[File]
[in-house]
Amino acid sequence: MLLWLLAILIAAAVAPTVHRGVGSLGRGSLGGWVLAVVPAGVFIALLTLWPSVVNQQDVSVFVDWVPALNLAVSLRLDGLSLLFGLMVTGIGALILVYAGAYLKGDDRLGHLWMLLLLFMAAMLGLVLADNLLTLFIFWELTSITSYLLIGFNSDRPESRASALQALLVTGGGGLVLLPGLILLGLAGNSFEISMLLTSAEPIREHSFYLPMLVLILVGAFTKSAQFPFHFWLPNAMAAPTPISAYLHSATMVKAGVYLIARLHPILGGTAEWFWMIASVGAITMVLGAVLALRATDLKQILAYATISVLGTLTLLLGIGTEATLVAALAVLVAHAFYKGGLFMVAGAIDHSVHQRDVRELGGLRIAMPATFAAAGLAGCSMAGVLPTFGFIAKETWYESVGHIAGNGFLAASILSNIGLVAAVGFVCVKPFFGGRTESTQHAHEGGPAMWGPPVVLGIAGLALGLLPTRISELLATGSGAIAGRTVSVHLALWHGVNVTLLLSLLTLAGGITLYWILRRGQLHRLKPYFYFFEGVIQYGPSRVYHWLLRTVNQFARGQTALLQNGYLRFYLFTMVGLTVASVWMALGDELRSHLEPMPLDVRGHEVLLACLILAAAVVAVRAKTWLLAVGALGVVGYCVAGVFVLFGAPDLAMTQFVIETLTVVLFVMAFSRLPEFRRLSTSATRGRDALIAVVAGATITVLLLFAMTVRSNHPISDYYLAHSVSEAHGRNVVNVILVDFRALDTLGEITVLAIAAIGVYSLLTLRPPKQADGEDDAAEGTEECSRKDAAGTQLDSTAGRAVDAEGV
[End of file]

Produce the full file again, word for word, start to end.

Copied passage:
[in-house]
Amino acid sequence: MLLWLLAILIAAAVAPTVHRGVGSLGRGSLGGWVLAVVPAGVFIALLTLWPSVVNQQDVSVFVDWVPALNLAVSLRLDGLSLLFGLMVTGIGALILVYAGAYLKGDDRLGHLWMLLLLFMAAMLGLVLADNLLTLFIFWELTSITSYLLIGFNSDRPESRASALQALLVTGGGGLVLLPGLILLGLAGNSFEISMLLTSAEPIREHSFYLPMLVLILVGAFTKSAQFPFHFWLPNAMAAPTPISAYLHSATMVKAGVYLIARLHPILGGTAEWFWMIASVGAITMVLGAVLALRATDLKQILAYATISVLGTLTLLLGIGTEATLVAALAVLVAHAFYKGGLFMVAGAIDHSVHQRDVRELGGLRIAMPATFAAAGLAGCSMAGVLPTFGFIAKETWYESVGHIAGNGFLAASILSNIGLVAAVGFVCVKPFFGGRTESTQHAHEGGPAMWGPPVVLGIAGLALGLLPTRISELLATGSGAIAGRTVSVHLALWHGVNVTLLLSLLTLAGGITLYWILRRGQLHRLKPYFYFFEGVIQYGPSRVYHWLLRTVNQFARGQTALLQNGYLRFYLFTMVGLTVASVWMALGDELRSHLEPMPLDVRGHEVLLACLILAAAVVAVRAKTWLLAVGALGVVGYCVAGVFVLFGAPDLAMTQFVIETLTVVLFVMAFSRLPEFRRLSTSATRGRDALIAVVAGATITVLLLFAMTVRSNHPISDYYLAHSVSEAHGRNVVNVILVDFRALDTLGEITVLAIAAIGVYSLLTLRPPKQADGEDDAAEGTEECSRKDAAGTQLDSTAGRAVDAEGV